Written by Tim Starks
The White House is contemplating the use of cybersecurity ratings and standards for U.S. software, a move akin to how New York City grades restaurants on sanitation or Singapore labels internet of things devices, a senior administration official told reporters on Friday.
“There will be ideas coming on both of those in an executive action in the next few weeks,” the official said, briefing reporters on the condition of anonymity about simultaneous major security incidents that continue to roil the country: the SolarWinds supply chain attack, and the exploitation of Microsoft Exchange Server vulnerabilities.
The concept of government labeling and grading in cybersecurity isn’t entirely new. Some experts have long coveted an Energy Star-style rating system resembling the program that the Environmental Protection Agency and Energy Department use to promote energy-efficient devices. Among them: the Cybersecurity Solarium Commission, which last year recommended that Congress establish a National Cybersecurity Certification and Labeling Authority.
That Solarium proposal is for voluntary labeling, as are Energy Star and the Singapore IoT labeling initiative. If the idea is to mimic the New York City restaurant grades, though, that initiative was mandatory and implementation ran into stiff industry opposition, and the official observed that nothing was improving before Mayor Michael Bloomberg forced restaurants to include a grade card in their windows.
Today, some cost of technology “is born at the end by incident response and clean-up, and we really believe it will cost us less if we build it right at the outset,” the official said.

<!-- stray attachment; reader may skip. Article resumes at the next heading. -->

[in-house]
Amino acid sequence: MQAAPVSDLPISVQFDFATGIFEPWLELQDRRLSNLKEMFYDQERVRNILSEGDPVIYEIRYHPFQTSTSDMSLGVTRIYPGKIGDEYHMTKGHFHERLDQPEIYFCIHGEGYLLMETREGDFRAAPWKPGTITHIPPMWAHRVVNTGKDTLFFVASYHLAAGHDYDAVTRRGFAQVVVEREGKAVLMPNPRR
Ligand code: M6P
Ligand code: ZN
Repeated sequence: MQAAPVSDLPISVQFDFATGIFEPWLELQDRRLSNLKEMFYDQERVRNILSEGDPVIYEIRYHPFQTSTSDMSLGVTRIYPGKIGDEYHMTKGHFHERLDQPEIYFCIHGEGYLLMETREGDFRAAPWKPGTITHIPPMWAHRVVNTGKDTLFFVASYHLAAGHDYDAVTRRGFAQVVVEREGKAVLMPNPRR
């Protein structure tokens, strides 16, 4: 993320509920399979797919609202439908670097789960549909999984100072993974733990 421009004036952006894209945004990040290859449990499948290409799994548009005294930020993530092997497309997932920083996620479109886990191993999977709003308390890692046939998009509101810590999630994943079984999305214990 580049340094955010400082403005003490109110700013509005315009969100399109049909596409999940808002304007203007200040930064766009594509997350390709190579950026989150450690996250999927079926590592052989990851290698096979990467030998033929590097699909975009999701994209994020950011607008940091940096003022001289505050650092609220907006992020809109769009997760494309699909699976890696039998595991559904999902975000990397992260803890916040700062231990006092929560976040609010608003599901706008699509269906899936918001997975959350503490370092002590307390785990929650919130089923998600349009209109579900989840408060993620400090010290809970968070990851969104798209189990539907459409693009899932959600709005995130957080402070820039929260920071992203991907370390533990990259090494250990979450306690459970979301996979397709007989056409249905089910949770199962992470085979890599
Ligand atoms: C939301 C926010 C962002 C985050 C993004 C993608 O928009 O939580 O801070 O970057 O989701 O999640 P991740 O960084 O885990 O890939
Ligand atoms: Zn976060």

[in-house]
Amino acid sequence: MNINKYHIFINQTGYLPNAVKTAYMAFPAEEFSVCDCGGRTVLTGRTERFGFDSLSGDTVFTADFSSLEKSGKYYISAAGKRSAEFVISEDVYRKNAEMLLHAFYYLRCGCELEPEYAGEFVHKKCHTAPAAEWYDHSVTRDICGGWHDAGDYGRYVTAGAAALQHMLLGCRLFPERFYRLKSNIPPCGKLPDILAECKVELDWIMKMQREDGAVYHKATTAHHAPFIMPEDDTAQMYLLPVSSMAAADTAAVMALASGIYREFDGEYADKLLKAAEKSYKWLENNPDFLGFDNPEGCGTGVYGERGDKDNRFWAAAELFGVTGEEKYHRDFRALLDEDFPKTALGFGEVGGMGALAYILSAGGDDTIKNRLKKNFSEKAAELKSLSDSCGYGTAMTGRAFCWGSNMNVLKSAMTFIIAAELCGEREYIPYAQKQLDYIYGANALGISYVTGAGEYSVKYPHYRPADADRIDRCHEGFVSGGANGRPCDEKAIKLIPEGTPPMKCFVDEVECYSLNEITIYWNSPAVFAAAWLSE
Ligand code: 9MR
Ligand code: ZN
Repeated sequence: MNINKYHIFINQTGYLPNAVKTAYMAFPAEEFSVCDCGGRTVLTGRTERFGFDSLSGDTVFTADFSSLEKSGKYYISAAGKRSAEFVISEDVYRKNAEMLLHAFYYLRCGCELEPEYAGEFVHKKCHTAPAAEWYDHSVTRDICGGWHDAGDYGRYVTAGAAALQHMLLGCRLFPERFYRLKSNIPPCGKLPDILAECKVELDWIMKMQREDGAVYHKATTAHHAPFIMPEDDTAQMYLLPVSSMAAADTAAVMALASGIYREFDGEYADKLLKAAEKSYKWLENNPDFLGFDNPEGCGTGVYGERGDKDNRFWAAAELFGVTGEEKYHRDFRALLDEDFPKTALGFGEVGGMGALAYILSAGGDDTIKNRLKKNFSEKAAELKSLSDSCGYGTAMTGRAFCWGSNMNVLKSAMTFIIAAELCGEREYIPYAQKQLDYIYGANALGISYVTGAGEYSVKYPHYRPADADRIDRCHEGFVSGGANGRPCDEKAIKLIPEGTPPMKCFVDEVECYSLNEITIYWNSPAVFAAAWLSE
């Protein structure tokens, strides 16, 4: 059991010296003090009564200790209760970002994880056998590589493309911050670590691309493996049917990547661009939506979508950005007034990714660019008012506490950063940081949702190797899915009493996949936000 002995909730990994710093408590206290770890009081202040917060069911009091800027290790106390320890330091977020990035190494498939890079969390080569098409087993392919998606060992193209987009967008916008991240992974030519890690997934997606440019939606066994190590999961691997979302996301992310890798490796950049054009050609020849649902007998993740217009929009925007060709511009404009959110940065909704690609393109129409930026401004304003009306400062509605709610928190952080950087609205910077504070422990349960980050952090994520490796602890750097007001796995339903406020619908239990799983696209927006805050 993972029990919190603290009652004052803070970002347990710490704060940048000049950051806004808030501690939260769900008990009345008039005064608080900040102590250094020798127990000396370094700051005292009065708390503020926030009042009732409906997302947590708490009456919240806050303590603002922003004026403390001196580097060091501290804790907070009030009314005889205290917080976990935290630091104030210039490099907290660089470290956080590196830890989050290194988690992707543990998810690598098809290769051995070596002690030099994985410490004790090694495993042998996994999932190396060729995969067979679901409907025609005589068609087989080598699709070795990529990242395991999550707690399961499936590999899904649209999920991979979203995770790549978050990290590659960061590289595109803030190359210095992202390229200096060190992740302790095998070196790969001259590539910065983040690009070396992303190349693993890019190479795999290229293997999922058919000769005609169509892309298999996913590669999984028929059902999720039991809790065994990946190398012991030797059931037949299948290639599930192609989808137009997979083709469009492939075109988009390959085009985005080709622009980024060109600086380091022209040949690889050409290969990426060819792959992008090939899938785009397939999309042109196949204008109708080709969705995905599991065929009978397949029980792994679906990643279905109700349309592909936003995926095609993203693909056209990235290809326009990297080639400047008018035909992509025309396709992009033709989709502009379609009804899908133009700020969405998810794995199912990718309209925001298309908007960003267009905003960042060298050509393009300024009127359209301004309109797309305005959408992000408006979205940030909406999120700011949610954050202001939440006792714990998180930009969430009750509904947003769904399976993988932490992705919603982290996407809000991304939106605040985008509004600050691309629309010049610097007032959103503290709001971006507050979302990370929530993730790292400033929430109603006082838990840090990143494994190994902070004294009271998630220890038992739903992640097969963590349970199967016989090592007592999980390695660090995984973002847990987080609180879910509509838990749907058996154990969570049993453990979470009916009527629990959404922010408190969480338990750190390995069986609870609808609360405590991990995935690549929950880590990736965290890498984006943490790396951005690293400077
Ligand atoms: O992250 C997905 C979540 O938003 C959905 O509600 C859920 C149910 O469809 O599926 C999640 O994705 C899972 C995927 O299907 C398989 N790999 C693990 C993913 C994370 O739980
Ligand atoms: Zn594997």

In the U.S., compared to the Singapore labeling initiative, “we don’t have that transparency so that people can ‘make a market’ for cybersecurity,” according to the official.
Status update for SolarWinds, Microsoft Exchange Server
Most of the agencies compromised in the SolarWinds hack have completed White House-directed fixes and subsequent independent reviews to ensure the attackers were out of their systems, and the remainder are on track to do so by the end of March, the official said.
Soon, the Biden administration will begin rolling out “best of breed commercial” technologies meant to modernize federal agencies with a focus on the nine agencies compromised in the SolarWinds breach, the official said.
The administration has held regular meetings on both SolarWinds and Microsoft Exchange Server, the official said, with President Joe Biden briefed this week on the Microsoft incident. The emergency Cyber Unified Coordination Group convened in December to respond to the SolarWinds incident has, for the first time, invited private sector companies to participate in its meetings in response to the Microsoft Exchange Server vulnerabilities, the official said.
One thing the official said the administration is not doing, however, is seeking additional authorities “at this time” to monitor domestic systems, viewing that as the responsibility of private companies.
And the official said that it would be “weeks, not months” before the administration responds to the SolarWinds hack — a line administration officials have used publicly for nearly three weeks already.